Blog Tour: The Sanctity of Sloth by Greta Boris

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About the Book

Ten-year-old Brian McKibben is a wanderer. Eight months ago, he wandered into the street and was hit by a truck. Olivia Richards, his newly divorced mother, was accused of neglect by Child Protection Services. She’s doing her best to prove them wrong. Essential oils, a consultation with an herbalist, and an airtight schedule are only some of the things she does to keep Brian safe and help him heal from brain damage caused by the accident.

Her carefully laid plans begin to unravel when it becomes apparent Olivia’s CPS caseworker isn’t the only one watching her. The walls of her Pilates studio seem to have eyes, especially at night. Cryptic messages of death and danger begin showing up in strange places. Someone is stalking her.

Who can she turn to for help? The authorities would inform CPS, and she might never be free of the county’s intrusion in her life. She suspects her ex-husband of using scare tactics to regain custody of their son. Her new relationship is complicated and old suspicions haunt the young mother.

About the Author

Greta Boris was raised in Greenwich Village, New York by an opera singing, piano playing, voice coach and a magazine publisher. Her original life plan was to be a famous Broadway actor, singer, and dancer, but when she moved to Laguna Beach, California, she changed her plans due to the commute. Today she writes to inspire, entertain, motivate, and so she can afford nice wine.

For more about Greta, please visit her WEBSITE, FACEBOOK, TWITTER, GOODREADS, and AMAZON.

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Book Excerpt: 1

The person, if it was a person—it could have been a large dog, she hadnʹt gotten a good look—lay unmoving where theyʹd left it. Her heart thudded in her chest. What should she do?

Abby couldnʹt leave her cell. Not without help. Her father had wanted to give her an escape hatch, but sheʹd said no. The experience had to be as realistic as possible.

If she could come and go whenever she wanted, it would defeat the whole purpose. But sheʹd never imagined something like this would happen.

Guilt and anxiety itched like a hair shirt. What on earth had possessed her to take six weeks off work to lock herself in these four walls? She hadn’t anticipated this feeling of helplessness. She’d only thought about the peace solitude can bring and her publishing goals, of course. She pushed herself off the stones, walked five steps to the other end of her enclosure, pivoted, and took five steps back. Repeat. Repeat.

Book Excerpt: 2

She didnʹt.

That should be engraved on her tombstone—a perfect and succinct description of her life. The number of things sheʹd left undone was staggering. She should have let Carlos know where she was going. She didnʹt. She should have said yes, or even no, to his proposal. She didnʹt. Were marriage and children going to fall into the category of things she didnʹt do but would regret later?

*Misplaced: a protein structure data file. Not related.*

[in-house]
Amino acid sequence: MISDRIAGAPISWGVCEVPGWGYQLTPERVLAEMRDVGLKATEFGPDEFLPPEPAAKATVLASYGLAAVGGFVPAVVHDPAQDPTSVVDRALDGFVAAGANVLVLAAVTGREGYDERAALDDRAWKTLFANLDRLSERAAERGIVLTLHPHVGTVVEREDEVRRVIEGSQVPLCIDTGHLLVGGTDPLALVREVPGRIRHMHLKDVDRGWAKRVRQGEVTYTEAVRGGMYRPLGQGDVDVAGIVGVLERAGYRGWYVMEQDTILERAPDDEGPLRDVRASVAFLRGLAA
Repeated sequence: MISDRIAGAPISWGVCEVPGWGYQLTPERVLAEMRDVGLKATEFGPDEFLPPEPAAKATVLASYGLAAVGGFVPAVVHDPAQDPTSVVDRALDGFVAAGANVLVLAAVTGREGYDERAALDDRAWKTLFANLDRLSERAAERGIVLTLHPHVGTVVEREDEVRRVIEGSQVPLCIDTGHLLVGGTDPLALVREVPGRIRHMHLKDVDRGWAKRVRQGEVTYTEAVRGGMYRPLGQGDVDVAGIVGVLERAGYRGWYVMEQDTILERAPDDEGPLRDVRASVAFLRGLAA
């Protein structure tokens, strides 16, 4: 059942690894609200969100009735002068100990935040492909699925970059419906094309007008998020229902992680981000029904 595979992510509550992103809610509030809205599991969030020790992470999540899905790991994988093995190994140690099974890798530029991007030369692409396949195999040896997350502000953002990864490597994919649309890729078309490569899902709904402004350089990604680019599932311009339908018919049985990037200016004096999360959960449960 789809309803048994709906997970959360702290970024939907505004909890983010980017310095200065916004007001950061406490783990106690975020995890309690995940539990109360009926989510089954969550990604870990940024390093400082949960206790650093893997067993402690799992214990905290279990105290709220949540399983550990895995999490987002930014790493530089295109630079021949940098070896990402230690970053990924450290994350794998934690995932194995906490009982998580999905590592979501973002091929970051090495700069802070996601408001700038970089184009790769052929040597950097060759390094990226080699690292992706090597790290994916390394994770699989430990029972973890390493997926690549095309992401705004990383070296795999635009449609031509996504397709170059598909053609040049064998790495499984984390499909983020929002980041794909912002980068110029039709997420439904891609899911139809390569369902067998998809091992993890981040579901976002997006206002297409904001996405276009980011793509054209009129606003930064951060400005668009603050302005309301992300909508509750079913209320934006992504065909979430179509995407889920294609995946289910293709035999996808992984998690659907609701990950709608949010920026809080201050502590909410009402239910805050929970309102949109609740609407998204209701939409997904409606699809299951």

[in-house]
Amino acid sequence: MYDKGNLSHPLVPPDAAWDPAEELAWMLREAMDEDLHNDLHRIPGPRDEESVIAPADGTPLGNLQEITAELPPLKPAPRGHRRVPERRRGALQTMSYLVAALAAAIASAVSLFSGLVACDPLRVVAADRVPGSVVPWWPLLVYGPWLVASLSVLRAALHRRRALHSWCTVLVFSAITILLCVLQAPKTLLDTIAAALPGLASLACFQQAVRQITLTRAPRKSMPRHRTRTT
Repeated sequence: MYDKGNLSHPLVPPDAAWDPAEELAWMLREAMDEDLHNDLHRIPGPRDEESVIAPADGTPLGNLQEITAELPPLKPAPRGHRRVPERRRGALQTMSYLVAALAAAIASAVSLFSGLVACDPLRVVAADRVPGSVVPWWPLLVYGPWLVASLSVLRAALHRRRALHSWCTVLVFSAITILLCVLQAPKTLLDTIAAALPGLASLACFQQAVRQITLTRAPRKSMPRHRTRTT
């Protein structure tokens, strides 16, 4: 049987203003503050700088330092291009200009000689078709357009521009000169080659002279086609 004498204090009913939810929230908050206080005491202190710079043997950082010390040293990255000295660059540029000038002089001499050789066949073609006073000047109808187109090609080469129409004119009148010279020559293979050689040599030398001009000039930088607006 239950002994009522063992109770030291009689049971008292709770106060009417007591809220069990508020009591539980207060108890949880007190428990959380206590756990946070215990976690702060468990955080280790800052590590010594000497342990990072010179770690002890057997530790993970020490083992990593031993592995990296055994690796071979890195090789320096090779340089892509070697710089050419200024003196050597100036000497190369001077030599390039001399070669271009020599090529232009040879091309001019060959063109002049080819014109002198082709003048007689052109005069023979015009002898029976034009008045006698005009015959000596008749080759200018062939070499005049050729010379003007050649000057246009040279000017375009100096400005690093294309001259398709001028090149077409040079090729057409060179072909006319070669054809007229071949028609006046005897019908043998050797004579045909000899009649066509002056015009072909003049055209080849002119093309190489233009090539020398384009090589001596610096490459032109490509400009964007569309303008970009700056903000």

She should have gone away to college, escaped the small town labels attached to her family name. But she didnʹt. Sheʹd stayed, and hoped somehow her motherʹs legacy would disappear from the communal memory. It didnʹt.

Her greatest sin of omission, however, the sin that had knocked over the first domino, the one that brought the whole line tumbling down, was ever present in her mind. Sheʹd thought, hoped, and prayed that she could shed the guilt by devoting herself to this time of renewal.

But so far it hadnʹt worked.

Book Excerpt: 3

The irony of her position struck her. She had willingly shut herself into a room with much the same dimensions as this one. It had only one small window, like this one. It had no door, however. But even without a door, sheʹd had freedom.

The anchorites of old willingly consigned themselves to a cell which would eventually become their grave. They had a funeral service before they entered. Yet, they were freer than Abby was now, because it was their choice. Would this room become her grave?

Autonomy. Sheʹd never realized before how beautiful that word was. When one was stripped of the ability to rule themselves, to determine their own fate, didnʹt they cease to exist in some way?

Sunlight streaked the gray floor with gold. By its slant, she guessed it was at least 1:30.

She still had one hour of freedom, one hour to be Abby. She wanted to experience every moment she had left. When the sun reached her and warmed her skin, that would signal the end of her time in this new anchorhold. But she couldnʹt bear to watch the minutes move across the floor. She closed her eyes.